February Word Challenge, Day 22

(If you’re wondering what this is about, read this.)

My five random words for today’s exercise are olympics, laser, coin, doughnut, friar.

Chosen word for free association: friar
monk, fish friar, chip monk, deep friar, band name


“Ladies and Gentlemen … from Schenectady, NY … put your hands together for … DEEP FRIAR!”

On cue, Francis walked through the stage fog and took up his position behind mic #3. The cheers grew louder as he and his band members emerged from the shadows onto the stage. His Les Paul hung heavy from his shoulder, the headstock angled toward the floor, stage lights reflecting from the chrome hardware.

It didn’t used to be like this. At one time, the words were the message, and Deep Friar, despite the punny name, wrote music that made people think. But these days, the message was lost. The music was still technical and challenging, at least, but after their fourth album (Friary Crash) debuted to lackluster sales, the record company had told them to lighten up on the lyrics. It had worked; every album since then had gone gold, and controversy over lyrical meaning disappeared.

And for Francis, so did the point.

February Word Challenge, Day 21

(If you’re wondering what this is about, read this.)

My five random words for today’s exercise are belt, bingo, lift, trolley, reindeer.

Chosen word for free association: lift
spirits, elevator, raise, major lift


I had the opportunity to learn how to play and sing Leonard Cohen’s “Hallelujah” recently for an upcoming benefit performance. I love the self-referential portion of the song in which the melody and chord progression are climbing and the lyrics say the following:

Well it goes like this: the fourth, the fifth
The minor fall and the major lift

I put this song in the same category as “The Hook” by Blues Traveler and “Born in the USA” by Bruce Springsteen. All of those songs are tongue-in-cheek exercises that make different points than the listener expects; “The Hook” is a cynical look at how it doesn’t really matter what a song’s lyrics are about as long as the hook grabs your attention. “Born in the USA” is about the deplorable treatment our veterans receive after coming back home from war; it’s not a celebratory song, but it is often used as one because the chorus — the hook — is just “Born in the USA”, which by itself doesn’t make any negative statements about the government or military.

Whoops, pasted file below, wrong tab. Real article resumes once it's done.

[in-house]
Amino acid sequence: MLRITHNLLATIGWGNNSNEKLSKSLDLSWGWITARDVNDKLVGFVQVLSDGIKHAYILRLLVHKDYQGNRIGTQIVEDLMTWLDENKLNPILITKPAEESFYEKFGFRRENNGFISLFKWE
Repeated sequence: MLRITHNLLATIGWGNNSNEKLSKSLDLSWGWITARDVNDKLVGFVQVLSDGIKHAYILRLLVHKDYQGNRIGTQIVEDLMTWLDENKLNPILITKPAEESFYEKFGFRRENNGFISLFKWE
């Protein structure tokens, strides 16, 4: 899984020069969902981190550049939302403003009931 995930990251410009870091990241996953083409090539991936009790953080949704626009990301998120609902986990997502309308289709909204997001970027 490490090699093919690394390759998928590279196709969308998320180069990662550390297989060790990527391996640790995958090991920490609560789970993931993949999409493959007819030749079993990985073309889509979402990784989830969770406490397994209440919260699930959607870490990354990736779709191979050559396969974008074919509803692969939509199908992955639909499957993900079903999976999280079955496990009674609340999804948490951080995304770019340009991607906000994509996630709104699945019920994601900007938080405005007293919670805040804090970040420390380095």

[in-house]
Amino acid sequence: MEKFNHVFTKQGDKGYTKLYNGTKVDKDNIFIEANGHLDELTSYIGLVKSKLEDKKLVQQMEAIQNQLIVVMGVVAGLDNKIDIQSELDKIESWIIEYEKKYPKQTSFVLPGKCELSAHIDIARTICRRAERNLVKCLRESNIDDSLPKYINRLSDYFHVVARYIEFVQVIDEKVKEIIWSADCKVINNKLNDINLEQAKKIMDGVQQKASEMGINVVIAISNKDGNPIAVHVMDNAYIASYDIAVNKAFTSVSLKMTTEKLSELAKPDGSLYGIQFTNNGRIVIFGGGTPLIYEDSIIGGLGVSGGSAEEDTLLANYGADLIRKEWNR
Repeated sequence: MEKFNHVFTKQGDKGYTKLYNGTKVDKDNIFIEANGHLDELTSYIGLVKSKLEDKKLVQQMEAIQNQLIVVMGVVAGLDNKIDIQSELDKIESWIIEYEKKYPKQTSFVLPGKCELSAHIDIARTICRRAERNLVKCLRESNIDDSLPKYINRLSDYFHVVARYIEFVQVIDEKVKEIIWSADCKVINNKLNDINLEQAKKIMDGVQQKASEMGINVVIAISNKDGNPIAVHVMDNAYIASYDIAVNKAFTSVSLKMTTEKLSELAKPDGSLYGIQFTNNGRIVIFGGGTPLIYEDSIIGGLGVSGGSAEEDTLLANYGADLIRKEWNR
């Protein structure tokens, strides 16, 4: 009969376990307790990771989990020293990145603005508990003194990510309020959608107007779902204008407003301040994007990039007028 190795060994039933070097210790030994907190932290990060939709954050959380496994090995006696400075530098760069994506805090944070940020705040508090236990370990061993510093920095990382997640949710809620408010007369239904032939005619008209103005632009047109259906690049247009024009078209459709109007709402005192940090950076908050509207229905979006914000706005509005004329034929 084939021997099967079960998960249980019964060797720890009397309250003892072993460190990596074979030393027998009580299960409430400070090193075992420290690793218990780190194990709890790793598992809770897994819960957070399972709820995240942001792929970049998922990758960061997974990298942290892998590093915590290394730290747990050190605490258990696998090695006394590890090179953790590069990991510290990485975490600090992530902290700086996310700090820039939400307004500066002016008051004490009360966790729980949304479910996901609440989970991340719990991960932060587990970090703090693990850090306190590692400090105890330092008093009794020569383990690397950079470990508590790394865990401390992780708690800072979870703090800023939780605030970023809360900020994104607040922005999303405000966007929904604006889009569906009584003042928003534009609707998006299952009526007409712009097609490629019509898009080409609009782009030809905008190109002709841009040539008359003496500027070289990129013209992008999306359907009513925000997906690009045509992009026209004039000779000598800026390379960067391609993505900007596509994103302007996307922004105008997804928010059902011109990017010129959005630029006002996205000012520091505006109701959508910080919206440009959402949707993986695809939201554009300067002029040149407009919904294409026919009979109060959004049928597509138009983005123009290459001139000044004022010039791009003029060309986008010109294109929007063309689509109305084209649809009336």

“Hallelujah” is similar, if a bit more obfuscated. Its point seems to be to rail against love. Or is it to celebrate the pain of love?

February Word Challenge, Day 18

(If you’re wondering what this is about, read this.)

My five random words for today’s exercise are teapot, bin, salt, basket, library.

Chosen word for free association: library
Don’t need it. The scene just popped into my head.

Really, the entire house was a library. The room officially known as the library was on the top floor of the painted lady, but as the books filled that space, they cascaded down the broad staircases to the main floor, lining the walls and snaking around, gradually filling in space like a jigsaw puzzle. At the servant staircase, they piggybacked their way down the treacherously steep steps and into the cold of a dry basement, where they waited in the sometimes crisp air for their next set of eyes.

February Word Challenge, Day 17

(If you’re wondering what this is about, read this.)

My five random words for today’s exercise are tax, balance sheet, test, mutton, attack.

Chosen word for free association: mutton
sheep, greasy, MLT, Navajo

Mother Begay wrapped her shawl tighter, shielding her body from the cold northern New Mexico wind. The heat from the dried juniper campfire was enough to boil the water for mutton stew, but not useful for much beyond that. Tsé Bitʼaʼí loomed, silhouetted, in the November moonlight, a silent reminder of the journey her ancestors had taken to this world on the back of a great bird.

As she stirred strips of squash into the atoo’, she wondered; would the boys be home for the Night Chant this year?

Would they ever again?

February Word Challenge, Day 15

(If you’re wondering what this is about, read this.)

My five random words for today’s exercise are board, tornado, faint, pile, prophet.

Chosen word for free association: prophet
leader, seer, visionary, profit,

“Prophecy is a tough business, kid.” The seer lit a stogie, pulling the flame into the cigar as he drew in a breath. “First of all, there’s no money in it,” he said, shaking the match to put it out. “If you’re going to be a prophet, you’d better be financially independent. Or on food stamps.”

“But what about fortune tellers?” asked the young man. “They make money.”

The seer looked at him and rolled his eyes. “Boy, you are green. There’s a big difference between fortune telling and prophecy. Fortune tellers deal with individuals; prophets deal with civilizations. And believe me, the people only want to listen when you’re foretelling something that they think is good for them. Prophecies of doom only attract weirdos, and even though they may be the only ones prepared when the shit goes down, having them around can be kind of a liability. So I generally keep the small stuff to myself if it’s not going to kill too many people. It’s too much trouble otherwise.”